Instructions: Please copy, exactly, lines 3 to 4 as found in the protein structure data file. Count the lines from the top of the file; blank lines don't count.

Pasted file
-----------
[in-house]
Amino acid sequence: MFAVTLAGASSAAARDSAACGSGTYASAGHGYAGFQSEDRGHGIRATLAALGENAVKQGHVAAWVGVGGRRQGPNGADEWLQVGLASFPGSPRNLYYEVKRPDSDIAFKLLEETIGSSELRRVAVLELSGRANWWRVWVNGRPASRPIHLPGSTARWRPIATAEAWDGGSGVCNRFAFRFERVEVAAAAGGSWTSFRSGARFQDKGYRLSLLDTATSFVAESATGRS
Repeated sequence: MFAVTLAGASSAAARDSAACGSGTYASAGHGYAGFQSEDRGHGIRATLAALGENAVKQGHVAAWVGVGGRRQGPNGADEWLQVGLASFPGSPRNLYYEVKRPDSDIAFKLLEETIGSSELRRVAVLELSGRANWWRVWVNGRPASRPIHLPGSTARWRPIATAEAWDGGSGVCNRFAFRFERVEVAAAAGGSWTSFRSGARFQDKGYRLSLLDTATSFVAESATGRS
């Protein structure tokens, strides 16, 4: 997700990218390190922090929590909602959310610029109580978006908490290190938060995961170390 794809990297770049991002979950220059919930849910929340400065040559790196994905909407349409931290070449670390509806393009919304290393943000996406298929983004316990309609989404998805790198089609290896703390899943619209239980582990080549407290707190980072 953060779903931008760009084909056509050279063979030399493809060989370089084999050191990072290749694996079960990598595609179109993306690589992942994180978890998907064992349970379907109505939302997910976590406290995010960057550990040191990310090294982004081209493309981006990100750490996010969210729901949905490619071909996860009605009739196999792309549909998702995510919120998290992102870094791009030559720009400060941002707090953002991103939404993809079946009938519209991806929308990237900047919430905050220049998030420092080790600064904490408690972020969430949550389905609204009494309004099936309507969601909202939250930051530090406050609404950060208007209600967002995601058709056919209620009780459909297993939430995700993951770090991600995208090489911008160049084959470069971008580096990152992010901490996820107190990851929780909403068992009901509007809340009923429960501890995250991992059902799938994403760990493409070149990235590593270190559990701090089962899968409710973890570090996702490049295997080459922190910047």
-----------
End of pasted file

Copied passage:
Repeated sequence: MFAVTLAGASSAAARDSAACGSGTYASAGHGYAGFQSEDRGHGIRATLAALGENAVKQGHVAAWVGVGGRRQGPNGADEWLQVGLASFPGSPRNLYYEVKRPDSDIAFKLLEETIGSSELRRVAVLELSGRANWWRVWVNGRPASRPIHLPGSTARWRPIATAEAWDGGSGVCNRFAFRFERVEVAAAAGGSWTSFRSGARFQDKGYRLSLLDTATSFVAESATGRS
């Protein structure tokens, strides 16, 4: 997700990218390190922090929590909602959310610029109580978006908490290190938060995961170390 794809990297770049991002979950220059919930849910929340400065040559790196994905909407349409931290070449670390509806393009919304290393943000996406298929983004316990309609989404998805790198089609290896703390899943619209239980582990080549407290707190980072 953060779903931008760009084909056509050279063979030399493809060989370089084999050191990072290749694996079960990598595609179109993306690589992942994180978890998907064992349970379907109505939302997910976590406290995010960057550990040191990310090294982004081209493309981006990100750490996010969210729901949905490619071909996860009605009739196999792309549909998702995510919120998290992102870094791009030559720009400060941002707090953002991103939404993809079946009938519209991806929308990237900047919430905050220049998030420092080790600064904490408690972020969430949550389905609204009494309004099936309507969601909202939250930051530090406050609404950060208007209600967002995601058709056919209620009780459909297993939430995700993951770090991600995208090489911008160049084959470069971008580096990152992010901490996820107190990851929780909403068992009901509007809340009923429960501890995250991992059902799938994403760990493409070149990235590593270190559990701090089962899968409710973890570090996702490049295997080459922190910047």